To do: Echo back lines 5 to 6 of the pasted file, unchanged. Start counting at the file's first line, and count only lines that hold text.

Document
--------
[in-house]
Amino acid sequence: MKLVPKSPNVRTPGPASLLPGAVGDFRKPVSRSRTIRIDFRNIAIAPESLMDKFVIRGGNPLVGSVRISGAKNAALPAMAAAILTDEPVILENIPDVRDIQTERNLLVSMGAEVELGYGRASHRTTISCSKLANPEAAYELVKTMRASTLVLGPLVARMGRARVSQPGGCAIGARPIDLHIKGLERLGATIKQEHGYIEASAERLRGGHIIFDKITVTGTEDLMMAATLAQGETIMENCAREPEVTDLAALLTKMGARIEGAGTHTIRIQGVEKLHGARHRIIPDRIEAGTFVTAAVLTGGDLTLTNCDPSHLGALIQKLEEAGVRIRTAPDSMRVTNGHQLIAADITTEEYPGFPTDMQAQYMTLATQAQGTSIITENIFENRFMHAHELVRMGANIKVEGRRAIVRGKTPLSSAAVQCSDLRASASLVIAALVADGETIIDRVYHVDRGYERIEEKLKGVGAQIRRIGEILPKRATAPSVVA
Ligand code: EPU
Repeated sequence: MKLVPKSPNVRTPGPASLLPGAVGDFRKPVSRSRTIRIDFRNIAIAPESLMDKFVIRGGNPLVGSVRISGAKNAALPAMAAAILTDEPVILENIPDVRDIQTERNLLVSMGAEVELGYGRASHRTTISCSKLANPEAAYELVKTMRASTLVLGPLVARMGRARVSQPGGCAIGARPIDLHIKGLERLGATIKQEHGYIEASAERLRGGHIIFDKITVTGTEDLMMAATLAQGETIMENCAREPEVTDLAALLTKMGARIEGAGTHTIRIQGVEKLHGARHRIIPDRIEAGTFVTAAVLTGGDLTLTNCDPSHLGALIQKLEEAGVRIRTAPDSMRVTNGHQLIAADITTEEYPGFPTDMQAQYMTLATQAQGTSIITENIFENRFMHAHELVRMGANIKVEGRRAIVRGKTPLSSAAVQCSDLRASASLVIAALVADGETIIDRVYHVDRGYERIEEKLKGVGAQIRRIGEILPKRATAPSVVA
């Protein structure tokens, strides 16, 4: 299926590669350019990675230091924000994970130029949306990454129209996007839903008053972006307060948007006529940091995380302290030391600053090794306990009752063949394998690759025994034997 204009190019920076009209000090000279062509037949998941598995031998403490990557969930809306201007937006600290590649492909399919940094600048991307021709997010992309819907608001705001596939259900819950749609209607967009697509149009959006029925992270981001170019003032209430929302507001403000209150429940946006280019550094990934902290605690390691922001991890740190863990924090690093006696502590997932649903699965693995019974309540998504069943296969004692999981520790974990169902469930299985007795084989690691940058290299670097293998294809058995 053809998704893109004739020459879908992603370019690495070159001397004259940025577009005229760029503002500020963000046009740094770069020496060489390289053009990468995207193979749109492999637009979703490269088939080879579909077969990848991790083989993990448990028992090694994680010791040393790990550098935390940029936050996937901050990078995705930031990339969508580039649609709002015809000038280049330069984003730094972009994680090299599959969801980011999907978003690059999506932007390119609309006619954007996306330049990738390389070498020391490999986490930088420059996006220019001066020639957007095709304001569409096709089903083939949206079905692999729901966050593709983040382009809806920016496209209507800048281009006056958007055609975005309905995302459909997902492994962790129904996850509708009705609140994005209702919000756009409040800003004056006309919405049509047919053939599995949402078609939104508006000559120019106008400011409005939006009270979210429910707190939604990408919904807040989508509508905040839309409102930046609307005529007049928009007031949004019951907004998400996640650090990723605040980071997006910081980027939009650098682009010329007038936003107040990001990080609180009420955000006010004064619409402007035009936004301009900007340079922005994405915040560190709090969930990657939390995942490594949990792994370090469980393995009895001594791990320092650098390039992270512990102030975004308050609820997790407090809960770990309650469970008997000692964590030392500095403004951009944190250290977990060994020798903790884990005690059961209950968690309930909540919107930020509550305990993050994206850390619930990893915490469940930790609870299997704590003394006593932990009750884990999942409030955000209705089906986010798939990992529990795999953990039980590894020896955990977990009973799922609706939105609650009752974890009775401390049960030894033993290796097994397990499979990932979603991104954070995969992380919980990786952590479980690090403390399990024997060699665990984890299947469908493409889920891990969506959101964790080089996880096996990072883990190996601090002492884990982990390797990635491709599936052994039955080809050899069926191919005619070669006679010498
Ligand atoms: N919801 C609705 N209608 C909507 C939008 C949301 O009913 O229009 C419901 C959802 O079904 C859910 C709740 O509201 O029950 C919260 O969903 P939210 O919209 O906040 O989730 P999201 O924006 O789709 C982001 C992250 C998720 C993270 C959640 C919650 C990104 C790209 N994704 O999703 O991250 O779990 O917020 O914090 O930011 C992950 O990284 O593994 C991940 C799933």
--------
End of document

């Protein structure tokens, strides 16, 4: 299926590669350019990675230091924000994970130029949306990454129209996007839903008053972006307060948007006529940091995380302290030391600053090794306990009752063949394998690759025994034997 204009190019920076009209000090000279062509037949998941598995031998403490990557969930809306201007937006600290590649492909399919940094600048991307021709997010992309819907608001705001596939259900819950749609209607967009697509149009959006029925992270981001170019003032209430929302507001403000209150429940946006280019550094990934902290605690390691922001991890740190863990924090690093006696502590997932649903699965693995019974309540998504069943296969004692999981520790974990169902469930299985007795084989690691940058290299670097293998294809058995 053809998704893109004739020459879908992603370019690495070159001397004259940025577009005229760029503002500020963000046009740094770069020496060489390289053009990468995207193979749109492999637009979703490269088939080879579909077969990848991790083989993990448990028992090694994680010791040393790990550098935390940029936050996937901050990078995705930031990339969508580039649609709002015809000038280049330069984003730094972009994680090299599959969801980011999907978003690059999506932007390119609309006619954007996306330049990738390389070498020391490999986490930088420059996006220019001066020639957007095709304001569409096709089903083939949206079905692999729901966050593709983040382009809806920016496209209507800048281009006056958007055609975005309905995302459909997902492994962790129904996850509708009705609140994005209702919000756009409040800003004056006309919405049509047919053939599995949402078609939104508006000559120019106008400011409005939006009270979210429910707190939604990408919904807040989508509508905040839309409102930046609307005529007049928009007031949004019951907004998400996640650090990723605040980071997006910081980027939009650098682009010329007038936003107040990001990080609180009420955000006010004064619409402007035009936004301009900007340079922005994405915040560190709090969930990657939390995942490594949990792994370090469980393995009895001594791990320092650098390039992270512990102030975004308050609820997790407090809960770990309650469970008997000692964590030392500095403004951009944190250290977990060994020798903790884990005690059961209950968690309930909540919107930020509550305990993050994206850390619930990893915490469940930790609870299997704590003394006593932990009750884990999942409030955000209705089906986010798939990992529990795999953990039980590894020896955990977990009973799922609706939105609650009752974890009775401390049960030894033993290796097994397990499979990932979603991104954070995969992380919980990786952590479980690090403390399990024997060699665990984890299947469908493409889920891990969506959101964790080089996880096996990072883990190996601090002492884990982990390797990635491709599936052994039955080809050899069926191919005619070669006679010498
Ligand atoms: N919801 C609705 N209608 C909507 C939008 C949301 O009913 O229009 C419901 C959802 O079904 C859910 C709740 O509201 O029950 C919260 O969903 P939210 O919209 O906040 O989730 P999201 O924006 O789709 C982001 C992250 C998720 C993270 C959640 C919650 C990104 C790209 N994704 O999703 O991250 O779990 O917020 O914090 O930011 C992950 O990284 O593994 C991940 C799933």